Put this task on top of your list and make sure to tackle it directly after your morning routine. This is the time where your brain is most capable, levels of willpower are the highest and it will make the rest of the day much easier.
At the end of the day, you can also use your journal to hold yourself accountable. The following questions could serve as a starting point for reviewing your day:
a. What was good about today?
b. What could I improve?
c. Did I live up to my standards and values?
d. What did I get done?
e. How far would I get towards my long-term vision if every day looked like this?
f. Any question about whether your desired habits were in place.
Apart from being regularly held accountable by a person, establishing an accountability system, that is part of your journaling session and thus easy to go through, ensures that learning never stops and each day presents at least a tiny step into the right direction.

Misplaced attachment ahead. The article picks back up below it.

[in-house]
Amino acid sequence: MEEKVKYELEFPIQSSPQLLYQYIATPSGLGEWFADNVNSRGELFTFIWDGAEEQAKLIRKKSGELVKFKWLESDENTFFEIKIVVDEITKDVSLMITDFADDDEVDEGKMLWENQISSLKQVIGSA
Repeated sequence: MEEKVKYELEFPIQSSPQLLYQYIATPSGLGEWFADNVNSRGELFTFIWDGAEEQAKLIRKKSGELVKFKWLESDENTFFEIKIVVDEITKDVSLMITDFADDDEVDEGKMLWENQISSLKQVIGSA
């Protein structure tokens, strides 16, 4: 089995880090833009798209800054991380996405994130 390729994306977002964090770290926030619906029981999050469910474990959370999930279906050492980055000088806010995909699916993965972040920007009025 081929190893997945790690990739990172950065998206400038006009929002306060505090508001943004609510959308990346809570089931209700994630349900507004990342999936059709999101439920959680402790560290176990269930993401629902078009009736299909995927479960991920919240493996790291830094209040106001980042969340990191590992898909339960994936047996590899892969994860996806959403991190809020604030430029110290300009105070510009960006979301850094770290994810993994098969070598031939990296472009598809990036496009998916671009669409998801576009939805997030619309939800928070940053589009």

Regularly expressing gratitude is something that often gets overlooked in our busy daily lives. However, it can heavily contribute to your well-being and overall satisfaction. I wrote about it at the end of another article.
Therefore, try to make it part of your journaling session, especially in the evening. After you reviewed your day and held yourself accountable, find at least three things you are grateful for. It may be things that happened to you during the day or subtle things like your food, your nice and warm bed, your family or your health.
Writing these things down when you are about to end your journaling session and prepare for bed, allows you to enter a state of abundance and therefore ends the day on a positive note with an optimistic outlook on the next day.
The Art of Reflection
One thing that all of these functions of journaling have in common is reflection.
Why is it so important and effective?